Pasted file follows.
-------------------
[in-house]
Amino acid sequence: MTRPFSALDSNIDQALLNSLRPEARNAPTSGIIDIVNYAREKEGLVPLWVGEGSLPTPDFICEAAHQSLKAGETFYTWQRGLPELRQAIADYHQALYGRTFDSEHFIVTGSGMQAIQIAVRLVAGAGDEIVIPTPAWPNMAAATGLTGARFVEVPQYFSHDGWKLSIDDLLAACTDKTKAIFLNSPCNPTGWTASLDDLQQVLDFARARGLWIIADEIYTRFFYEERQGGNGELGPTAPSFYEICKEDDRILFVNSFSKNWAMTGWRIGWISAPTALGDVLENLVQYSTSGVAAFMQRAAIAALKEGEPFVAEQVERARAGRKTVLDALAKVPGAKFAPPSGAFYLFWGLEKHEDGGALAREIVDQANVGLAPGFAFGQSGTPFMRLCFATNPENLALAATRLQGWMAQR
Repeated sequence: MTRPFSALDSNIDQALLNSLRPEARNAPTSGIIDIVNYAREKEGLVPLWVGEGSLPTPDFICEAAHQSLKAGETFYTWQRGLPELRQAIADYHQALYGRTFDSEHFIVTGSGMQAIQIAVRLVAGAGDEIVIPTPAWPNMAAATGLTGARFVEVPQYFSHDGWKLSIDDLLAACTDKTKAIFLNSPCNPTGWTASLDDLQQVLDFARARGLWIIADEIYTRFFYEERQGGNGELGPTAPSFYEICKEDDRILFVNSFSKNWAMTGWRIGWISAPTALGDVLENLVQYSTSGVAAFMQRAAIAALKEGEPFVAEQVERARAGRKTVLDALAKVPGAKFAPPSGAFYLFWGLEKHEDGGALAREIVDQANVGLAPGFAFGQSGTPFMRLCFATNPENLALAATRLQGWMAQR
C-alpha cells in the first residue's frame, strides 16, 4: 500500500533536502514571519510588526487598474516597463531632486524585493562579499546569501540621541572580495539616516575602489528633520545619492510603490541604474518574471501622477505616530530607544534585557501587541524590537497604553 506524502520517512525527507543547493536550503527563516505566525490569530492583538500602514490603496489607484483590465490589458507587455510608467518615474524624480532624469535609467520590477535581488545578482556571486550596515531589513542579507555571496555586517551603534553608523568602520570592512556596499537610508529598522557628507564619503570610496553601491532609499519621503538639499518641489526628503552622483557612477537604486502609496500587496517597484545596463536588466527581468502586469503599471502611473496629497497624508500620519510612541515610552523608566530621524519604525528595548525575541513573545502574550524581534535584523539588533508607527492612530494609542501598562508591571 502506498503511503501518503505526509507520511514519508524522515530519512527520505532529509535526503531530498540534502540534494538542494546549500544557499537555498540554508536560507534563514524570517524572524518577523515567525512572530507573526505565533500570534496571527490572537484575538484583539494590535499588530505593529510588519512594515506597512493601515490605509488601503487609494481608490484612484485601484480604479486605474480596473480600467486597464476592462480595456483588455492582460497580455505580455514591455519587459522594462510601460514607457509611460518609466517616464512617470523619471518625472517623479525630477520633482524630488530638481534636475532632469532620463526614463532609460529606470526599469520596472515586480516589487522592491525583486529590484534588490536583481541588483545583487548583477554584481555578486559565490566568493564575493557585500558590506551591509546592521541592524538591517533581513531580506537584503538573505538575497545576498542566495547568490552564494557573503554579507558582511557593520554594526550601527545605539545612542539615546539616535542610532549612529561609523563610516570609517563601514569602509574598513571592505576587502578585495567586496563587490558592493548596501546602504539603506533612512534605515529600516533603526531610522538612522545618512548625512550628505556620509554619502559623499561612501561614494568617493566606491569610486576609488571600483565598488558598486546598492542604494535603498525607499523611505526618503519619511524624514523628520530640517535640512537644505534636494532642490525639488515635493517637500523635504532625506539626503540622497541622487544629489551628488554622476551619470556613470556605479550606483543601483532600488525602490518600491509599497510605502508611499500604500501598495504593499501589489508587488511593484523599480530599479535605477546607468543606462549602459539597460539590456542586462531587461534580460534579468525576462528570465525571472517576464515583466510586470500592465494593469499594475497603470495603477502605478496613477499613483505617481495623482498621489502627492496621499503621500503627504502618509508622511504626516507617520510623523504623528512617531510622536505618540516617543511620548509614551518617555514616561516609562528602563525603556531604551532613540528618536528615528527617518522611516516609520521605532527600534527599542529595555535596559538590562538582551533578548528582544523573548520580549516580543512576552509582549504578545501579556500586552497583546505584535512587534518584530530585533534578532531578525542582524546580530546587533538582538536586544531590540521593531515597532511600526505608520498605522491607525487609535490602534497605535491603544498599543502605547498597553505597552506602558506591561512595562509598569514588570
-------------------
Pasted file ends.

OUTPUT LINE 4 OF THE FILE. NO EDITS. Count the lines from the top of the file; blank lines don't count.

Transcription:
C-alpha cells in the first residue's frame, strides 16, 4: 500500500533536502514571519510588526487598474516597463531632486524585493562579499546569501540621541572580495539616516575602489528633520545619492510603490541604474518574471501622477505616530530607544534585557501587541524590537497604553 506524502520517512525527507543547493536550503527563516505566525490569530492583538500602514490603496489607484483590465490589458507587455510608467518615474524624480532624469535609467520590477535581488545578482556571486550596515531589513542579507555571496555586517551603534553608523568602520570592512556596499537610508529598522557628507564619503570610496553601491532609499519621503538639499518641489526628503552622483557612477537604486502609496500587496517597484545596463536588466527581468502586469503599471502611473496629497497624508500620519510612541515610552523608566530621524519604525528595548525575541513573545502574550524581534535584523539588533508607527492612530494609542501598562508591571 502506498503511503501518503505526509507520511514519508524522515530519512527520505532529509535526503531530498540534502540534494538542494546549500544557499537555498540554508536560507534563514524570517524572524518577523515567525512572530507573526505565533500570534496571527490572537484575538484583539494590535499588530505593529510588519512594515506597512493601515490605509488601503487609494481608490484612484485601484480604479486605474480596473480600467486597464476592462480595456483588455492582460497580455505580455514591455519587459522594462510601460514607457509611460518609466517616464512617470523619471518625472517623479525630477520633482524630488530638481534636475532632469532620463526614463532609460529606470526599469520596472515586480516589487522592491525583486529590484534588490536583481541588483545583487548583477554584481555578486559565490566568493564575493557585500558590506551591509546592521541592524538591517533581513531580506537584503538573505538575497545576498542566495547568490552564494557573503554579507558582511557593520554594526550601527545605539545612542539615546539616535542610532549612529561609523563610516570609517563601514569602509574598513571592505576587502578585495567586496563587490558592493548596501546602504539603506533612512534605515529600516533603526531610522538612522545618512548625512550628505556620509554619502559623499561612501561614494568617493566606491569610486576609488571600483565598488558598486546598492542604494535603498525607499523611505526618503519619511524624514523628520530640517535640512537644505534636494532642490525639488515635493517637500523635504532625506539626503540622497541622487544629489551628488554622476551619470556613470556605479550606483543601483532600488525602490518600491509599497510605502508611499500604500501598495504593499501589489508587488511593484523599480530599479535605477546607468543606462549602459539597460539590456542586462531587461534580460534579468525576462528570465525571472517576464515583466510586470500592465494593469499594475497603470495603477502605478496613477499613483505617481495623482498621489502627492496621499503621500503627504502618509508622511504626516507617520510623523504623528512617531510622536505618540516617543511620548509614551518617555514616561516609562528602563525603556531604551532613540528618536528615528527617518522611516516609520521605532527600534527599542529595555535596559538590562538582551533578548528582544523573548520580549516580543512576552509582549504578545501579556500586552497583546505584535512587534518584530530585533534578532531578525542582524546580530546587533538582538536586544531590540521593531515597532511600526505608520498605522491607525487609535490602534497605535491603544498599543502605547498597553505597552506602558506591561512595562509598569514588570